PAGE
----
THE PUL­PIT

The Jewish Chronicle - - LIFE - THE VIEW FROM

DOC­TORAL RE­SEARCH can of­ten be mo­not­o­nous, de­mand­ing con­stant self-dis­ci­pline and good study habits. But oc­ca­sion­ally, it leads to the dis­cov­ery of a real his­tor­i­cal gem. A few weeks ago, I was study­ing a rare col­lec­tion of ha­lachic letters and rul­ings by Rabbi Yosef Eliyahu Henkin, a 20th-cen­tury Amer­i­can rabbi, when I came across one of those gems.

Rabbi Henkin passed away in 1973, and his writ­ings are far less well-known to­day than those of other con­tem­po­rary rabbinic fig­ures from the pe­riod, such as Rabbi Moshe Fe­in­stein. But, in the first few decades fol­low­ing the Sec­ond World War, he was widely recog­nised as the, “Mara D’athra D’Amer­ica”, the lead­ing ha­lachic au­thor­ity of the Amer­i­can Ortho­dox Jewish com­mu­nity.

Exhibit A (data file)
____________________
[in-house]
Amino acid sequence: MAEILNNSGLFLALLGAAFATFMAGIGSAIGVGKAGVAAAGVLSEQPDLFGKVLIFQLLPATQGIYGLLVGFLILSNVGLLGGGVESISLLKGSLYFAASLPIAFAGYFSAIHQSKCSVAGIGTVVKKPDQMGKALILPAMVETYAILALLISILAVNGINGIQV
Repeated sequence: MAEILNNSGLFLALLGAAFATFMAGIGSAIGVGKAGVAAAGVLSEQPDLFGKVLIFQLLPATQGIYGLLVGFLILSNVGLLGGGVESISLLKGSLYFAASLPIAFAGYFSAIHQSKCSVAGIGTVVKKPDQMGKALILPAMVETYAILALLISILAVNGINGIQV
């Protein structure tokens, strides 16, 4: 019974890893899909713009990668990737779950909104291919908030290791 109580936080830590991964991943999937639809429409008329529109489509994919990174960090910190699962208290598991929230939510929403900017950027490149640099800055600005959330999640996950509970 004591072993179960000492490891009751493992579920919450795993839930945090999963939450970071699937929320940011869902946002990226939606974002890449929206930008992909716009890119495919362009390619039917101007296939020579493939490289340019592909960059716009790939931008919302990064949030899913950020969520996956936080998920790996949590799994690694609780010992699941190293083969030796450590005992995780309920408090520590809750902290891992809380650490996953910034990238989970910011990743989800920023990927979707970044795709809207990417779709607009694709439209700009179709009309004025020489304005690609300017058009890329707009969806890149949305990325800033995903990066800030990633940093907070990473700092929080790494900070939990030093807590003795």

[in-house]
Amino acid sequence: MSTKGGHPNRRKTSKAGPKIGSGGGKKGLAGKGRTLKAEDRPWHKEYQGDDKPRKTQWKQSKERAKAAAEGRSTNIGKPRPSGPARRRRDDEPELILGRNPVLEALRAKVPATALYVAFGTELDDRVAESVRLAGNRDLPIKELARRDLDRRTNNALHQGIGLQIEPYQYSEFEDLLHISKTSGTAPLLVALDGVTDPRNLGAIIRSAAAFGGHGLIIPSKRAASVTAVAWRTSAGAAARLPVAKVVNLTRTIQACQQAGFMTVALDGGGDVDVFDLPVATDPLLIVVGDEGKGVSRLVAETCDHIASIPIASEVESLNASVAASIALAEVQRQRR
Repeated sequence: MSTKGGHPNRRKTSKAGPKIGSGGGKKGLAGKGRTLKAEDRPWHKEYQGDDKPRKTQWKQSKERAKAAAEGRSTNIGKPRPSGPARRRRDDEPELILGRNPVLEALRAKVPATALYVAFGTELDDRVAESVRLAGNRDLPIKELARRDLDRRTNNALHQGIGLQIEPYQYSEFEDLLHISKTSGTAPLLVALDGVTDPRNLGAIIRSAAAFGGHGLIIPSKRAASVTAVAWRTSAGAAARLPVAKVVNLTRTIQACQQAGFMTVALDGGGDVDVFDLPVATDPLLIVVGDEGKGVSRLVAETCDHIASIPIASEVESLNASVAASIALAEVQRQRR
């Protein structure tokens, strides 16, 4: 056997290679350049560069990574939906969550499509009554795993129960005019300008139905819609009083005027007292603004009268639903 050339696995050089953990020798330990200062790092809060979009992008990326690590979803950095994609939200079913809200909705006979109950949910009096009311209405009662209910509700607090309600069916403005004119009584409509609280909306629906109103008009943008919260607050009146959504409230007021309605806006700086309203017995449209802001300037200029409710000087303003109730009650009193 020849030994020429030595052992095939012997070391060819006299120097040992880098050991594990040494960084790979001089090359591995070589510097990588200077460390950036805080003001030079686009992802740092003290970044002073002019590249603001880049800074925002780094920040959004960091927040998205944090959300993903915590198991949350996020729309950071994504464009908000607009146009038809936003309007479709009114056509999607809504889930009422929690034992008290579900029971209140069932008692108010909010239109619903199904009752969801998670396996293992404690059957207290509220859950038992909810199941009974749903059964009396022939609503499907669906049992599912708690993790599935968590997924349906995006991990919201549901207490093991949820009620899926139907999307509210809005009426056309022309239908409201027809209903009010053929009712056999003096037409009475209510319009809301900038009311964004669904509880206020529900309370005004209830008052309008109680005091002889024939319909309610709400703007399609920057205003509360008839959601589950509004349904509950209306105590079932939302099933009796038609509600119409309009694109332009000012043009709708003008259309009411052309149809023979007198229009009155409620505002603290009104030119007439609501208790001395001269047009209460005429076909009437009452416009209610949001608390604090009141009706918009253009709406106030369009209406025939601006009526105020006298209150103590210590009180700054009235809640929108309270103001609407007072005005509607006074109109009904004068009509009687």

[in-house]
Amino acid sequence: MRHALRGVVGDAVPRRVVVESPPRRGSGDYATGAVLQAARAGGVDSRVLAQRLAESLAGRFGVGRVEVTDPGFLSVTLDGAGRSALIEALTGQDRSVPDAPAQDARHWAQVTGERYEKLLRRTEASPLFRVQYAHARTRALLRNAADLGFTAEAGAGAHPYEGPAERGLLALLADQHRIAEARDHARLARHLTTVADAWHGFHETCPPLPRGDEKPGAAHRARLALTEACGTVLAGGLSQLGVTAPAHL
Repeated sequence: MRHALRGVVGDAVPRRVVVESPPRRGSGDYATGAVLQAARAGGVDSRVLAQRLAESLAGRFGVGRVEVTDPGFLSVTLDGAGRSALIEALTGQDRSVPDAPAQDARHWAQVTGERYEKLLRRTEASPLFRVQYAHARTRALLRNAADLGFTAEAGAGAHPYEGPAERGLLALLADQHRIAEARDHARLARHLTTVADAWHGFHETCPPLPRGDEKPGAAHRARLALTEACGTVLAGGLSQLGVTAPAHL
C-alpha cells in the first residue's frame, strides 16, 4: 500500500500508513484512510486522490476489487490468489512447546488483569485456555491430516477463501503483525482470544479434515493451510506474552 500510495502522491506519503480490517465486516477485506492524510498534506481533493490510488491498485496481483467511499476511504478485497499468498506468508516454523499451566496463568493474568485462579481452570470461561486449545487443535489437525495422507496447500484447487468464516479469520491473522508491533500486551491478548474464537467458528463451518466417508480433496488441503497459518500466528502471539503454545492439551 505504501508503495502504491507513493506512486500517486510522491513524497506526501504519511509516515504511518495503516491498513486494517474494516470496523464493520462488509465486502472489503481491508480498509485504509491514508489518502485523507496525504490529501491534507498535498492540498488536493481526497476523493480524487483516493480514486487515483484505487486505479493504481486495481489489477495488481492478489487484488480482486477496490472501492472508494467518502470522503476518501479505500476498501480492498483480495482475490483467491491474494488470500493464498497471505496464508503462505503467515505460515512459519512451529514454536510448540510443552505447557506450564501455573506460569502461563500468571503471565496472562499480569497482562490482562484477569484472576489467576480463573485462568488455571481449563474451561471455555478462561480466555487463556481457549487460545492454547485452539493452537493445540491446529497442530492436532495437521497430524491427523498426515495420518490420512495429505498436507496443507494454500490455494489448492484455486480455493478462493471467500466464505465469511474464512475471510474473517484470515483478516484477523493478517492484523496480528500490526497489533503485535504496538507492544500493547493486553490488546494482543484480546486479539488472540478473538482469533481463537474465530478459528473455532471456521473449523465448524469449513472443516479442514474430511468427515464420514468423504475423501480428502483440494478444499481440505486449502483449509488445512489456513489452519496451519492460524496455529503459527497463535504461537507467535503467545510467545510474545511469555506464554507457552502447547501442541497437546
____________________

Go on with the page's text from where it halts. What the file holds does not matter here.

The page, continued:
One par­tic­u­lar let­ter, writ­ten in 1962, has the strik­ing ti­tle, On the Diminu­tion in Value of the State of Is­rael in the Heart of the Na­tion. In the let­ter, Rabbi Henkin be­moaned the fact that, de­spite the ex­tremely pre­car­i­ous po­si­tion the state of Is­rael found it­self in, sur­rounded by en­e­mies hell-bent on its de­struc­tion, there were still some Jewish peo­ple in the di­as­pora who felt the

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